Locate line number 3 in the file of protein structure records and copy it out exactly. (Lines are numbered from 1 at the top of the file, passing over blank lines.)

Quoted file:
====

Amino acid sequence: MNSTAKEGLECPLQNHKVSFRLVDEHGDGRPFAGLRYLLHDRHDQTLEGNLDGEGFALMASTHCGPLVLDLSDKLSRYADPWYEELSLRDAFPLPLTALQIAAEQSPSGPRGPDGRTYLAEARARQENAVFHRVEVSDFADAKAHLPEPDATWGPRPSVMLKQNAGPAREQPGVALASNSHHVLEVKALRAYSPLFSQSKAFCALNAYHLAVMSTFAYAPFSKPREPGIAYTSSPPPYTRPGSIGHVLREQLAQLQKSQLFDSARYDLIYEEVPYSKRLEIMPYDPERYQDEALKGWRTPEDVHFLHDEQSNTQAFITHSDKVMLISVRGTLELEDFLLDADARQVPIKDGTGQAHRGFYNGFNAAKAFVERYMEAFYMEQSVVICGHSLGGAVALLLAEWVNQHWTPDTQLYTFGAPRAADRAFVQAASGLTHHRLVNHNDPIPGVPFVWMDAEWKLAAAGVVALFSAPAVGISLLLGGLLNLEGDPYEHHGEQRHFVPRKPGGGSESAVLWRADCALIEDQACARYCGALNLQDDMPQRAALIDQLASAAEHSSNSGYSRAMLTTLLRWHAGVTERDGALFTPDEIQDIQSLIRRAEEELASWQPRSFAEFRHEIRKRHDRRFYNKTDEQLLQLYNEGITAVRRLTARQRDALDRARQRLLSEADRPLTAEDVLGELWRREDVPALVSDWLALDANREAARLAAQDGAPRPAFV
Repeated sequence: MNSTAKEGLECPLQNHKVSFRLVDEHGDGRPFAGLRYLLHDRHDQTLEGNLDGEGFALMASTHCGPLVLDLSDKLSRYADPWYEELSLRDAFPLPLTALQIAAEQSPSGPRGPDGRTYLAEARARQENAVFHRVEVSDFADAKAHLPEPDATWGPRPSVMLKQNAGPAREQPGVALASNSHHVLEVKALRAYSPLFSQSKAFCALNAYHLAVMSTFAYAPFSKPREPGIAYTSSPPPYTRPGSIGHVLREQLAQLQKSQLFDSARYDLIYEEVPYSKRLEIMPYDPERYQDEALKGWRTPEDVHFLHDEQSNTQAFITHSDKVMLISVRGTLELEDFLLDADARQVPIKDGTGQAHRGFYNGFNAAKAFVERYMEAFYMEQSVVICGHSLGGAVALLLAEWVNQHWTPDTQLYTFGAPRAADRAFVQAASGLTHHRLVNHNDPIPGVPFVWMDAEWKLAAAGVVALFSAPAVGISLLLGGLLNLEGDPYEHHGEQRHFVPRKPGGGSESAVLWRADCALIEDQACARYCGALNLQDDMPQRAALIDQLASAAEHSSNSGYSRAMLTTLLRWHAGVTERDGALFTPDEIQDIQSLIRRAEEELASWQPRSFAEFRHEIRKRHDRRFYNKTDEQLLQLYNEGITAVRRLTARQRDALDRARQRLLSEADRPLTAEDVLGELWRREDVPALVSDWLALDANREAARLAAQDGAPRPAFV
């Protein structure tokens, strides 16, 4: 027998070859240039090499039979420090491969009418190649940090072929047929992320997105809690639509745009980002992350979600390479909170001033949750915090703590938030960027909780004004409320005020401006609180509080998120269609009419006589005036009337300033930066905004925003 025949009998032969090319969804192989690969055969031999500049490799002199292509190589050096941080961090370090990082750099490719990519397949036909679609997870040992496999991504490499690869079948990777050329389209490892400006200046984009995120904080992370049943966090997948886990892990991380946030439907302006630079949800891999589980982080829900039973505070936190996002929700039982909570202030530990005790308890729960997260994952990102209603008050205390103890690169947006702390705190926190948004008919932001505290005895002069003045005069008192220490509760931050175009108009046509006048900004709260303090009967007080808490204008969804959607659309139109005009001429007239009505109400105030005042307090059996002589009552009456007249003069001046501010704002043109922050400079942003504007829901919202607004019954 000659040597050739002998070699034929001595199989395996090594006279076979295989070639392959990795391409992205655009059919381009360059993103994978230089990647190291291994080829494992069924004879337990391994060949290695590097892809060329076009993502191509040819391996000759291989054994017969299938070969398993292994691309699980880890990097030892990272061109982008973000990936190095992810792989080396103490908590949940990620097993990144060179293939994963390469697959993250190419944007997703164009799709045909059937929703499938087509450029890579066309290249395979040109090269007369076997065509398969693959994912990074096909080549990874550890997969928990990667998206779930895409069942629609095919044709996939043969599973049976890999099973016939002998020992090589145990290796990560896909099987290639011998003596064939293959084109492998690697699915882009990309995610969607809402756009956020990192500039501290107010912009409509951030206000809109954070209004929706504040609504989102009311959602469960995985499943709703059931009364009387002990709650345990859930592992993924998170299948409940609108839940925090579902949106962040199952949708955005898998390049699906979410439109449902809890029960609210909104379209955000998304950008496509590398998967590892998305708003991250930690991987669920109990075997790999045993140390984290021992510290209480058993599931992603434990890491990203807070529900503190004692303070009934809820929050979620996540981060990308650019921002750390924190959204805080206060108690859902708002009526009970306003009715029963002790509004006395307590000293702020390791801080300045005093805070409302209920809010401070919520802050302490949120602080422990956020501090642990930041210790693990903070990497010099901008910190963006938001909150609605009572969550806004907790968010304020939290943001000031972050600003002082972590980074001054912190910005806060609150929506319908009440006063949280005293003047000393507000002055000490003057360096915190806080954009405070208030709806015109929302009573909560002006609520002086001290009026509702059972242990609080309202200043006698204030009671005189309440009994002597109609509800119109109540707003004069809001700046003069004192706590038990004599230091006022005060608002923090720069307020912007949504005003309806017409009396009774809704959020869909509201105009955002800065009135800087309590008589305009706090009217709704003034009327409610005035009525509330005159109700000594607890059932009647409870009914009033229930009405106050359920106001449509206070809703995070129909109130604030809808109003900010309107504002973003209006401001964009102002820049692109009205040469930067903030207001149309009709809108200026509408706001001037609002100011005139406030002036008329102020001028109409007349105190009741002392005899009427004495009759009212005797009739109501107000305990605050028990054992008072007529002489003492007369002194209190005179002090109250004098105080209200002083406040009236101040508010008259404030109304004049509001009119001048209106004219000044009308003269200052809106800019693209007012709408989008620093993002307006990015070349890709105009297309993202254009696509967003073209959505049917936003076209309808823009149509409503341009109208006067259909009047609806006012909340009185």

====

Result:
């Protein structure tokens, strides 16, 4: 027998070859240039090499039979420090491969009418190649940090072929047929992320997105809690639509745009980002992350979600390479909170001033949750915090703590938030960027909780004004409320005020401006609180509080998120269609009419006589005036009337300033930066905004925003 025949009998032969090319969804192989690969055969031999500049490799002199292509190589050096941080961090370090990082750099490719990519397949036909679609997870040992496999991504490499690869079948990777050329389209490892400006200046984009995120904080992370049943966090997948886990892990991380946030439907302006630079949800891999589980982080829900039973505070936190996002929700039982909570202030530990005790308890729960997260994952990102209603008050205390103890690169947006702390705190926190948004008919932001505290005895002069003045005069008192220490509760931050175009108009046509006048900004709260303090009967007080808490204008969804959607659309139109005009001429007239009505109400105030005042307090059996002589009552009456007249003069001046501010704002043109922050400079942003504007829901919202607004019954 000659040597050739002998070699034929001595199989395996090594006279076979295989070639392959990795391409992205655009059919381009360059993103994978230089990647190291291994080829494992069924004879337990391994060949290695590097892809060329076009993502191509040819391996000759291989054994017969299938070969398993292994691309699980880890990097030892990272061109982008973000990936190095992810792989080396103490908590949940990620097993990144060179293939994963390469697959993250190419944007997703164009799709045909059937929703499938087509450029890579066309290249395979040109090269007369076997065509398969693959994912990074096909080549990874550890997969928990990667998206779930895409069942629609095919044709996939043969599973049976890999099973016939002998020992090589145990290796990560896909099987290639011998003596064939293959084109492998690697699915882009990309995610969607809402756009956020990192500039501290107010912009409509951030206000809109954070209004929706504040609504989102009311959602469960995985499943709703059931009364009387002990709650345990859930592992993924998170299948409940609108839940925090579902949106962040199952949708955005898998390049699906979410439109449902809890029960609210909104379209955000998304950008496509590398998967590892998305708003991250930690991987669920109990075997790999045993140390984290021992510290209480058993599931992603434990890491990203807070529900503190004692303070009934809820929050979620996540981060990308650019921002750390924190959204805080206060108690859902708002009526009970306003009715029963002790509004006395307590000293702020390791801080300045005093805070409302209920809010401070919520802050302490949120602080422990956020501090642990930041210790693990903070990497010099901008910190963006938001909150609605009572969550806004907790968010304020939290943001000031972050600003002082972590980074001054912190910005806060609150929506319908009440006063949280005293003047000393507000002055000490003057360096915190806080954009405070208030709806015109929302009573909560002006609520002086001290009026509702059972242990609080309202200043006698204030009671005189309440009994002597109609509800119109109540707003004069809001700046003069004192706590038990004599230091006022005060608002923090720069307020912007949504005003309806017409009396009774809704959020869909509201105009955002800065009135800087309590008589305009706090009217709704003034009327409610005035009525509330005159109700000594607890059932009647409870009914009033229930009405106050359920106001449509206070809703995070129909109130604030809808109003900010309107504002973003209006401001964009102002820049692109009205040469930067903030207001149309009709809108200026509408706001001037609002100011005139406030002036008329102020001028109409007349105190009741002392005899009427004495009759009212005797009739109501107000305990605050028990054992008072007529002489003492007369002194209190005179002090109250004098105080209200002083406040009236101040508010008259404030109304004049509001009119001048209106004219000044009308003269200052809106800019693209007012709408989008620093993002307006990015070349890709105009297309993202254009696509967003073209959505049917936003076209309808823009149509409503341009109208006067259909009047609806006012909340009185």